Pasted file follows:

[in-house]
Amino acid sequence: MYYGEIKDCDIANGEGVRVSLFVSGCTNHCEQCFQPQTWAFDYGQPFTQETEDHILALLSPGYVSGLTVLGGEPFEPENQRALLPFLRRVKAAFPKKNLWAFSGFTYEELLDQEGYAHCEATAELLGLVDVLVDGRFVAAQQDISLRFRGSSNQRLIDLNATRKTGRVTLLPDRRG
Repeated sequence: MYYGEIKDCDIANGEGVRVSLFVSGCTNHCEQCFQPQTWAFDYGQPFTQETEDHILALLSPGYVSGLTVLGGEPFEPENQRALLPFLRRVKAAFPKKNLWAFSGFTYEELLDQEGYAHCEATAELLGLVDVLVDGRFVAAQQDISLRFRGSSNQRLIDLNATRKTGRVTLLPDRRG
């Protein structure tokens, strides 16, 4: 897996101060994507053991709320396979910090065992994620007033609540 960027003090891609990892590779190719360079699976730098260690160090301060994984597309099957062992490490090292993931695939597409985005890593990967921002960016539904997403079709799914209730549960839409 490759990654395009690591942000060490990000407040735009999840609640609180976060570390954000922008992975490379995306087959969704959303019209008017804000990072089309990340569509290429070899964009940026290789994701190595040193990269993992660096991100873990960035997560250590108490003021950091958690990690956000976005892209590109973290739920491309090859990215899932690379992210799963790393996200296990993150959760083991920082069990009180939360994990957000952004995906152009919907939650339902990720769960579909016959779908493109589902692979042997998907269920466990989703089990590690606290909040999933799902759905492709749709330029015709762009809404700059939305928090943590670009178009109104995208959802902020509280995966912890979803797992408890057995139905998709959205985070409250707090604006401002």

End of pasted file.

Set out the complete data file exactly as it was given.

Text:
[in-house]
Amino acid sequence: MYYGEIKDCDIANGEGVRVSLFVSGCTNHCEQCFQPQTWAFDYGQPFTQETEDHILALLSPGYVSGLTVLGGEPFEPENQRALLPFLRRVKAAFPKKNLWAFSGFTYEELLDQEGYAHCEATAELLGLVDVLVDGRFVAAQQDISLRFRGSSNQRLIDLNATRKTGRVTLLPDRRG
Repeated sequence: MYYGEIKDCDIANGEGVRVSLFVSGCTNHCEQCFQPQTWAFDYGQPFTQETEDHILALLSPGYVSGLTVLGGEPFEPENQRALLPFLRRVKAAFPKKNLWAFSGFTYEELLDQEGYAHCEATAELLGLVDVLVDGRFVAAQQDISLRFRGSSNQRLIDLNATRKTGRVTLLPDRRG
């Protein structure tokens, strides 16, 4: 897996101060994507053991709320396979910090065992994620007033609540 960027003090891609990892590779190719360079699976730098260690160090301060994984597309099957062992490490090292993931695939597409985005890593990967921002960016539904997403079709799914209730549960839409 490759990654395009690591942000060490990000407040735009999840609640609180976060570390954000922008992975490379995306087959969704959303019209008017804000990072089309990340569509290429070899964009940026290789994701190595040193990269993992660096991100873990960035997560250590108490003021950091958690990690956000976005892209590109973290739920491309090859990215899932690379992210799963790393996200296990993150959760083991920082069990009180939360994990957000952004995906152009919907939650339902990720769960579909016959779908493109589902692979042997998907269920466990989703089990590690606290909040999933799902759905492709749709330029015709762009809404700059939305928090943590670009178009109104995208959802902020509280995966912890979803797992408890057995139905998709959205985070409250707090604006401002």